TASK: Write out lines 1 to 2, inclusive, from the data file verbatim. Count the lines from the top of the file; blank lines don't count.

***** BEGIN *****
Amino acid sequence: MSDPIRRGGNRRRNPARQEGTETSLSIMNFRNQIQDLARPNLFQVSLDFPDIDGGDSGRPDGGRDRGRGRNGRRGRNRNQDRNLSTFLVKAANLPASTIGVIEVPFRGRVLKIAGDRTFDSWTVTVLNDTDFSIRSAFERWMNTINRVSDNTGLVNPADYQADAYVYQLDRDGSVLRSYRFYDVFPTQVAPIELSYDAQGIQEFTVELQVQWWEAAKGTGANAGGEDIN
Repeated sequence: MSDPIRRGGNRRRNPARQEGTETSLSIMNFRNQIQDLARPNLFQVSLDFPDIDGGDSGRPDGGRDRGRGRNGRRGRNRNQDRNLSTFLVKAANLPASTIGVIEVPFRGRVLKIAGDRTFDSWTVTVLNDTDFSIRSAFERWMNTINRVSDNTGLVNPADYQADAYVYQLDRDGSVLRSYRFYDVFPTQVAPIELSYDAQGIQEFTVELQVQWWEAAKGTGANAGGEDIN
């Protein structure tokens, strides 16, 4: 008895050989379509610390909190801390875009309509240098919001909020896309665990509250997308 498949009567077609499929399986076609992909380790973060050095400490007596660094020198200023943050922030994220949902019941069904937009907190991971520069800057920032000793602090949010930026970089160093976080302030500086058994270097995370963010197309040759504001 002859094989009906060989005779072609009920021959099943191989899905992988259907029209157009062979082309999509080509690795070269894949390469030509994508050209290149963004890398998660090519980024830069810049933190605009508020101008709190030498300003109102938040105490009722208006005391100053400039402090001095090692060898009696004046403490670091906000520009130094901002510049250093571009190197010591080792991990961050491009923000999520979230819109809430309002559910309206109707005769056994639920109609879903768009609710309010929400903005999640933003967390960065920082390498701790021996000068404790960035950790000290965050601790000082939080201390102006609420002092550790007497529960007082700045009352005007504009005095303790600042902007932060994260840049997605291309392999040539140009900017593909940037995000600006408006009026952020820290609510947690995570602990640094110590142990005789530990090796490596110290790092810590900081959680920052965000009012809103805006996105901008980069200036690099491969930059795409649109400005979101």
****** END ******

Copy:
Amino acid sequence: MSDPIRRGGNRRRNPARQEGTETSLSIMNFRNQIQDLARPNLFQVSLDFPDIDGGDSGRPDGGRDRGRGRNGRRGRNRNQDRNLSTFLVKAANLPASTIGVIEVPFRGRVLKIAGDRTFDSWTVTVLNDTDFSIRSAFERWMNTINRVSDNTGLVNPADYQADAYVYQLDRDGSVLRSYRFYDVFPTQVAPIELSYDAQGIQEFTVELQVQWWEAAKGTGANAGGEDIN
Repeated sequence: MSDPIRRGGNRRRNPARQEGTETSLSIMNFRNQIQDLARPNLFQVSLDFPDIDGGDSGRPDGGRDRGRGRNGRRGRNRNQDRNLSTFLVKAANLPASTIGVIEVPFRGRVLKIAGDRTFDSWTVTVLNDTDFSIRSAFERWMNTINRVSDNTGLVNPADYQADAYVYQLDRDGSVLRSYRFYDVFPTQVAPIELSYDAQGIQEFTVELQVQWWEAAKGTGANAGGEDIN